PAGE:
Friday May 27, 2022
China and Russia on Thursday vetoed a US-led bid at the United Nations to toughen sanctions on North Korea over its missile launches, laying bare divisions that Western envoys fear would be exploited by Pyongyang.
The Security Council resolution put forward by the United States would have reduced the amount of oil North Korea could legally import as punishment for a test Wednesday of an intercontinental ballistic missile.
The resolution enjoyed the support of the 13 other members of the Security Council, although some US allies quietly wondered whether Washington should have gone ahead with the vote knowing the unflinching opposition from Beijing and Moscow.
China, the closest ally of North Korea, and Russia, whose relations with the West have sunk over its invasion of Ukraine, said they would have preferred a non-binding statement rather than a fresh resolution with teeth against Pyongyang.
The United States "should not place one-sided emphasis on the implementation of sanctions alone. It should also work to promote a political solution," said China’s ambassador to the United Nations, Zhang Jun.
He warned that sanctions would cause an "escalation" and humanitarian consequences for North Korea, one of the world’s most closed societies, which recently announced a Covid outbreak.
Zhang alleged that the United States wanted the resolution to fail so as to "spread the flames of war" as part of its wider effort to pressure China.
"The crux of the matter," he said, "is whether they want to use the handling of the Korean peninsula issue on the chessboard of their so-called Indo-Pacific strategy."
Russia’s ambassador, Vassily Nebenzia, accused the United States of ignoring North Korea’s appeals to stop "hostile activity."
"It seems that our American and other Western colleagues are suffering from the equivalent of writer’s block. They seem to have no response to crisis situations other than introducing new sanctions," he said.
President Joe Biden’s administration has repeatedly said it is willing to speak with North Korea without preconditions.
It has found little interest in working-level talks from North Korea, whose leader Kim Jong Un held three high-profile meetings with Biden’s predecessor Donald Trump.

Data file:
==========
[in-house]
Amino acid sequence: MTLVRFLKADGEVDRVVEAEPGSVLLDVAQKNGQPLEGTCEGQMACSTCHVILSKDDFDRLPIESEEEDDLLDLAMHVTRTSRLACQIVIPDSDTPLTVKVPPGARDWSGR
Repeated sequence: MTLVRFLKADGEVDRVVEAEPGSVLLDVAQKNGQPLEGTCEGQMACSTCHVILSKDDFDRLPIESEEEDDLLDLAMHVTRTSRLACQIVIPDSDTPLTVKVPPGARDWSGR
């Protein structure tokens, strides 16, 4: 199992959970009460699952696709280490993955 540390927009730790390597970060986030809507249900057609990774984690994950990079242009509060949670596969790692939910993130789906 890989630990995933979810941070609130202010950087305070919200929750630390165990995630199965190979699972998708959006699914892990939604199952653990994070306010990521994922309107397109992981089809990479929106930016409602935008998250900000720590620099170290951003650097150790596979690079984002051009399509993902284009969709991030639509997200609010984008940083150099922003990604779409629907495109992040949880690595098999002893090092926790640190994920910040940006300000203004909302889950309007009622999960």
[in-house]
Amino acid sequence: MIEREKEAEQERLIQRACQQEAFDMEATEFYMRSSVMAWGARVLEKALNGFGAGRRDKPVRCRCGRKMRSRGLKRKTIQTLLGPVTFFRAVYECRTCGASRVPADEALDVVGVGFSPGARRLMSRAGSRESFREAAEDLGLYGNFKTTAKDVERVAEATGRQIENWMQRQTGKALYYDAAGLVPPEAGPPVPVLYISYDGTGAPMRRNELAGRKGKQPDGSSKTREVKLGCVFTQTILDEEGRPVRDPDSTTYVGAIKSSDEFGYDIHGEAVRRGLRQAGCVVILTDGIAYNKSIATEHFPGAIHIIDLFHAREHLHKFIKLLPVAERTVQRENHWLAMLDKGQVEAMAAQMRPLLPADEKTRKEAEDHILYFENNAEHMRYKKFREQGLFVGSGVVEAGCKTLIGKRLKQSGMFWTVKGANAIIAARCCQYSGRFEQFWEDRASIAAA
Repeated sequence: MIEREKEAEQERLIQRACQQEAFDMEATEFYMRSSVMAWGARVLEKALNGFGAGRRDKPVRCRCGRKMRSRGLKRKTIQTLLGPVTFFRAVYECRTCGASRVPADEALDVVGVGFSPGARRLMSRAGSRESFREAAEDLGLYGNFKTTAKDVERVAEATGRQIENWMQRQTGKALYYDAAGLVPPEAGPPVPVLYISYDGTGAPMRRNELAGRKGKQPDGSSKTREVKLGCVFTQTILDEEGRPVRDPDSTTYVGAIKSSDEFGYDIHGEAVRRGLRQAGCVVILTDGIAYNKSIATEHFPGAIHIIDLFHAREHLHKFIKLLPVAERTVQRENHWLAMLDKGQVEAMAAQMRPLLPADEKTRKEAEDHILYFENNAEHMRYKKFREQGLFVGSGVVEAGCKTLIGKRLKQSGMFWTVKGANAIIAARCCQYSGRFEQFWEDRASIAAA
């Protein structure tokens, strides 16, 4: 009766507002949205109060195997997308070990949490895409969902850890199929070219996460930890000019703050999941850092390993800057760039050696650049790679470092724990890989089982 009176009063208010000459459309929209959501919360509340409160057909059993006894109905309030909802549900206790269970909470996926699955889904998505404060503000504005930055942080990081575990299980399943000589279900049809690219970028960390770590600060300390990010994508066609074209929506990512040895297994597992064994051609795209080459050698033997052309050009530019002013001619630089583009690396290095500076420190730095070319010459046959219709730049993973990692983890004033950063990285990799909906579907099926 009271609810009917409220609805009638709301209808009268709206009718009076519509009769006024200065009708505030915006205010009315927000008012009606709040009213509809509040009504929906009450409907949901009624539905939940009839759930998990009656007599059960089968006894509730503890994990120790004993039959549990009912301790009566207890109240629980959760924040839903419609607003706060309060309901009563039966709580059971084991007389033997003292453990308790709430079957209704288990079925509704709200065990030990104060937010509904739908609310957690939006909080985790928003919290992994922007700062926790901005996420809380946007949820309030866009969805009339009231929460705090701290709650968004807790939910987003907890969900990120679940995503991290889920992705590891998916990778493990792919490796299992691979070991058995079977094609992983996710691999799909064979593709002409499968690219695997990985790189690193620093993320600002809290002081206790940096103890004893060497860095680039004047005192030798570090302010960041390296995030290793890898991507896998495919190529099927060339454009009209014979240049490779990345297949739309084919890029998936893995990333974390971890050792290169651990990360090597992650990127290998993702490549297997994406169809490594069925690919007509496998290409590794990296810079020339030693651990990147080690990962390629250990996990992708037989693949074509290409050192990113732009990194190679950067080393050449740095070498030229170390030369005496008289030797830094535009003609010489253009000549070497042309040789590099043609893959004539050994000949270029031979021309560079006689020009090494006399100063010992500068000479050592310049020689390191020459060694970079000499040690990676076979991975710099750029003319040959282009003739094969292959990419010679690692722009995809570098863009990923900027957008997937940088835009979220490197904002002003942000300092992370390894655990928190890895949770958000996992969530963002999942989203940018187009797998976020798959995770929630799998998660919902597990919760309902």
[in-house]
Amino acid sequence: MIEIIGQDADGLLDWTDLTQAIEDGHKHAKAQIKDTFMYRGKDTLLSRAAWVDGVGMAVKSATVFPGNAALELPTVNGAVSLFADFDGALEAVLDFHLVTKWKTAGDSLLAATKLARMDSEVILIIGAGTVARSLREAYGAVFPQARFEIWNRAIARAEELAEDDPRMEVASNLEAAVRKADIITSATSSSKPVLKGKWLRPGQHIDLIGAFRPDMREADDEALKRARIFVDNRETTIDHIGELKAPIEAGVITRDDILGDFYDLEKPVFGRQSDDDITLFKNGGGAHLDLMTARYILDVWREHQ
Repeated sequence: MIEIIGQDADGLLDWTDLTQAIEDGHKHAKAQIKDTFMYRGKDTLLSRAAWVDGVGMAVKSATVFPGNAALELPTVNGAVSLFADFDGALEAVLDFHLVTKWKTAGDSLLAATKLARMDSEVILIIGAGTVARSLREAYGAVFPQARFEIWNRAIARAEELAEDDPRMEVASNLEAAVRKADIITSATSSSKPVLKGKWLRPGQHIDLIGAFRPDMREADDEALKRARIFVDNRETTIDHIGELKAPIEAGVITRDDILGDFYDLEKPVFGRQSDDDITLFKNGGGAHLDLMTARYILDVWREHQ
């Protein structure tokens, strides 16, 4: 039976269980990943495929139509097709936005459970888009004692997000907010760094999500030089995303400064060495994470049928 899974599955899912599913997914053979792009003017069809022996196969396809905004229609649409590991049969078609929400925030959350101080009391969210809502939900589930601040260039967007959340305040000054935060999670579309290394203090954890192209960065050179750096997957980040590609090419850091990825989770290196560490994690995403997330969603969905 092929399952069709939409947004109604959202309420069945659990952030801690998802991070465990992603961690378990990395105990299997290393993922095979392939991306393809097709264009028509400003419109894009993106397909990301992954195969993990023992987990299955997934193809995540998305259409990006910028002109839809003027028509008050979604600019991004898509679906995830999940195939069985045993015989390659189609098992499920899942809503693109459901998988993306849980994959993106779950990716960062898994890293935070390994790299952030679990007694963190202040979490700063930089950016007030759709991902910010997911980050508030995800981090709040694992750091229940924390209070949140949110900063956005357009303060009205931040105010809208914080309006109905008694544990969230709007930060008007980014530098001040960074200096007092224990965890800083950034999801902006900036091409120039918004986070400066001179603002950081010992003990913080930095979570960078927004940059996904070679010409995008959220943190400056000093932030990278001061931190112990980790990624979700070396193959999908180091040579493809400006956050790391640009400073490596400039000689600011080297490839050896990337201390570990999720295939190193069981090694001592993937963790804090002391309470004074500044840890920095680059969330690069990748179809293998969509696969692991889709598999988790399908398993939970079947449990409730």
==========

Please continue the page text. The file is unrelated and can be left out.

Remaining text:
In 2017, before Trump’s outreach to Kim, the UN Security Council voted unanimously three times to tighten pressure on North Korea, with China and Russia also exasperated by nuclear and ICBM launches.
While still offering talks, the United States said that North Korea had clearly violated a 2017 resolution that called for further consequences if Pyongyang fires another ICBM.
The United States and South Korea say that the North fired three missiles on Wednesday, including what may have been its largest ICBM, hours after Biden visited the region.
The missile launches – 23 in total this year – pose a "threat to the peace and security of the entire international community," said the US ambassador, Linda Thomas-Greenfield.
"Council restraint and silence have not eliminated or even reduced the threat. If anything, DPRK has been emboldened by this Council’s inaction," she said, referring to the North by its official name, the Democratic People’s Republic of Korea.
She said the United States would pursue unilateral action against North Korea including additional sanctions.
British, French and South Korean envoys voiced fear that North Korea would go ahead with a nuclear test, which would be its first since 2017.
"Using a veto protects the North Korean regime and gives it carte blanche to launch more weapons," said the French ambassador, Nicolas de Riviere.
The US-drafted resolution would have reduced the amount of oil that North Korea can legally import each year for civilian purposes from four million to three million barrels (525,000 to 393,750 tons) and similarly cut the level of refined petroleum.
One ambassador at the United Nations, speaking on condition of anonymity, said the United States went ahead in the last days of its May presidency of the Security Council despite knowing the Chinese and Russian opposition, believing inaction was worse.
"Their calculation," the ambassador said, was "we cannot just allow this constant testing carried out without a reaction."